film reel image

film reel image

Wednesday, December 14, 2022

Beat Street 1984 * * * Stars


"It's like a heartbeat, beat street". Ah the opening credits to a pic I relentlessly saw on HBO. I then practiced my moves in front of a mirror, feeling groovy. 

Anyway for two or three years in the early 80s, break-dancing was a thing. Then it quickly burned out. 1984's Beat Street captures the style of breaking when it was at its pinnacle, all popping and locking and spinning and stuff. Heck, you could almost say this movie is frozen in time.

Beat Street is Saturday Night Fever sans the disco and hot pants. The setting is the same (NYC), there's a tragic death towards the end, and well, there's plenty of vibrant dancing. Beat Street has a little more as it almost feels like a talent show or musical minus everyone breaking out into song. I'm not saying that's a bad thing but the extended scenes of DJing, singing, and break battling sometimes deflate the dramatic momentum. And yeah, there's a few, solid dramatic nuggets to be had.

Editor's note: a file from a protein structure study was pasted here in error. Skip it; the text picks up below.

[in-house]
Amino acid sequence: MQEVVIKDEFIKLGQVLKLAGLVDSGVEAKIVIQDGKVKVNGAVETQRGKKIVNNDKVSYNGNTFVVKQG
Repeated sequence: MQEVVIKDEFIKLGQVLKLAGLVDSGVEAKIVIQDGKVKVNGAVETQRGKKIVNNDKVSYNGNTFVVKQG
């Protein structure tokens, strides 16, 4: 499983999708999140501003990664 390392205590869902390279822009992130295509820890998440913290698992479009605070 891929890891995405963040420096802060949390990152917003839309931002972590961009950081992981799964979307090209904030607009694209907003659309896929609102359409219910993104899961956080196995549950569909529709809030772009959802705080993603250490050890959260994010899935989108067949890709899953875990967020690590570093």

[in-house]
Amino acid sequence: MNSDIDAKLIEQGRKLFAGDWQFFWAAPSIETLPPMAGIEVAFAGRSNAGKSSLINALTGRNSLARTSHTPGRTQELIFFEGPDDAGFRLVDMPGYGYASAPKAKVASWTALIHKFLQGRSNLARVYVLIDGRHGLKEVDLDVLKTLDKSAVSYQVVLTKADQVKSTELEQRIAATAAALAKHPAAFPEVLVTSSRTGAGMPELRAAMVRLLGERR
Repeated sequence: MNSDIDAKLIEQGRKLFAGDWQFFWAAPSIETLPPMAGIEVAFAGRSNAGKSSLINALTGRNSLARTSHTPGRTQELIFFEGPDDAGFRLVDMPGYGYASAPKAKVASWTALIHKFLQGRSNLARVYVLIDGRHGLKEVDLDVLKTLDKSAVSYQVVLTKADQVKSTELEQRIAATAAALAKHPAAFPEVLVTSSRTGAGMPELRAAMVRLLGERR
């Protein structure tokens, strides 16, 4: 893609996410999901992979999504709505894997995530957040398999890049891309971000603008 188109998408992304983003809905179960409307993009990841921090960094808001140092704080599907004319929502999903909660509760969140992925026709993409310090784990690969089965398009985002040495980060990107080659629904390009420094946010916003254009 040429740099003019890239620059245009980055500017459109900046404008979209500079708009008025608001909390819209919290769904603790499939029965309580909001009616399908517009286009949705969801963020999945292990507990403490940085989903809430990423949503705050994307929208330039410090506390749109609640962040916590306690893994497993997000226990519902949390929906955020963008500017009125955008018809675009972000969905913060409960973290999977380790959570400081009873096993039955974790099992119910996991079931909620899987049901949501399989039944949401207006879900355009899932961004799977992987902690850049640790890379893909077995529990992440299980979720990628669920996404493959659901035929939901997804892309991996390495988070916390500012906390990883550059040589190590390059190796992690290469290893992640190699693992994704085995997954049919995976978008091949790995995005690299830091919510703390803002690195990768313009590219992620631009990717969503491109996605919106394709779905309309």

More robust and more mature than those other hip-hop pics of the time (Breakin', Krush Groove, Rappin'), Beat Street has atmospheric direction by Stan Lathan and a use of locales that feels bitingly echt. I mean I've never felt like I was in the Bronx more than with this film. Lathan pumps you up on musical numbers and then provides quieter moments where the troupers can breathe and emote. One kinda outweighs the other but oh well. 

Like in "Fever" (mentioned earlier), Beat Street pushes the boomer self-reliance. In tinges, it looks at a graffiti artist, a young breaker, a DJ, and a slick manager trying to break out of their banal existence in a rundown, NYC borough neighborhood. The unknown actors (minus Rae Dawn Chong) do solid work in a flick that's a snapshot of pop culture that unfortunately blew away at the blink of an eye. Still, this "beat" manages to go on. 

Written by Jesse Burleson

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